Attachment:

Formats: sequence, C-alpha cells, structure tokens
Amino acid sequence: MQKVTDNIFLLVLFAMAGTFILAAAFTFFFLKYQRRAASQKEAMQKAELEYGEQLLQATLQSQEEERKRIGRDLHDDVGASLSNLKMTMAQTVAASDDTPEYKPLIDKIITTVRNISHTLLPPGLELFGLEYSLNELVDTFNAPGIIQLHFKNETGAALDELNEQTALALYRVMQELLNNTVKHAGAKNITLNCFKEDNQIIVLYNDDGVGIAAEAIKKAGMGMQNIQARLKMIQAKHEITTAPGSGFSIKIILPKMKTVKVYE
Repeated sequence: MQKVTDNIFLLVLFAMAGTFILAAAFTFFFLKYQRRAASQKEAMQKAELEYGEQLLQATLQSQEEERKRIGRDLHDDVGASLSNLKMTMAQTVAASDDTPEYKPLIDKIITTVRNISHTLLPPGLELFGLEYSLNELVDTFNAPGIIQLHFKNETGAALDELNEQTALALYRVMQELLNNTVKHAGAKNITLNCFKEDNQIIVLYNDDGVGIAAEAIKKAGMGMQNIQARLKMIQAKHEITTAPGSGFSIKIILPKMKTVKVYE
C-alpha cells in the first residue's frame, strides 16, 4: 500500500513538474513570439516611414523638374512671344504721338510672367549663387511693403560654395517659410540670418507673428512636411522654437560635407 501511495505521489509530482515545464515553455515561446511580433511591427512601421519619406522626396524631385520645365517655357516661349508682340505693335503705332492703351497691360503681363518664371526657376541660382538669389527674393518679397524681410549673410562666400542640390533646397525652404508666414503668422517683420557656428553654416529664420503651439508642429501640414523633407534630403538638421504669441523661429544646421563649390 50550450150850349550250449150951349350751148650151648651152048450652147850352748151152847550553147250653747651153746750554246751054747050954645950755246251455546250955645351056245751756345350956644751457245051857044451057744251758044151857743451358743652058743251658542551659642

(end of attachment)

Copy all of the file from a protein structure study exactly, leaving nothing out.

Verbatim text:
Formats: sequence, C-alpha cells, structure tokens
Amino acid sequence: MQKVTDNIFLLVLFAMAGTFILAAAFTFFFLKYQRRAASQKEAMQKAELEYGEQLLQATLQSQEEERKRIGRDLHDDVGASLSNLKMTMAQTVAASDDTPEYKPLIDKIITTVRNISHTLLPPGLELFGLEYSLNELVDTFNAPGIIQLHFKNETGAALDELNEQTALALYRVMQELLNNTVKHAGAKNITLNCFKEDNQIIVLYNDDGVGIAAEAIKKAGMGMQNIQARLKMIQAKHEITTAPGSGFSIKIILPKMKTVKVYE
Repeated sequence: MQKVTDNIFLLVLFAMAGTFILAAAFTFFFLKYQRRAASQKEAMQKAELEYGEQLLQATLQSQEEERKRIGRDLHDDVGASLSNLKMTMAQTVAASDDTPEYKPLIDKIITTVRNISHTLLPPGLELFGLEYSLNELVDTFNAPGIIQLHFKNETGAALDELNEQTALALYRVMQELLNNTVKHAGAKNITLNCFKEDNQIIVLYNDDGVGIAAEAIKKAGMGMQNIQARLKMIQAKHEITTAPGSGFSIKIILPKMKTVKVYE
C-alpha cells in the first residue's frame, strides 16, 4: 500500500513538474513570439516611414523638374512671344504721338510672367549663387511693403560654395517659410540670418507673428512636411522654437560635407 501511495505521489509530482515545464515553455515561446511580433511591427512601421519619406522626396524631385520645365517655357516661349508682340505693335503705332492703351497691360503681363518664371526657376541660382538669389527674393518679397524681410549673410562666400542640390533646397525652404508666414503668422517683420557656428553654416529664420503651439508642429501640414523633407534630403538638421504669441523661429544646421563649390 50550450150850349550250449150951349350751148650151648651152048450652147850352748151152847550553147250653747651153746750554246751054747050954645950755246251455546250955645351056245751756345350956644751457245051857044451057744251758044151857743451358743652058743251658542551659642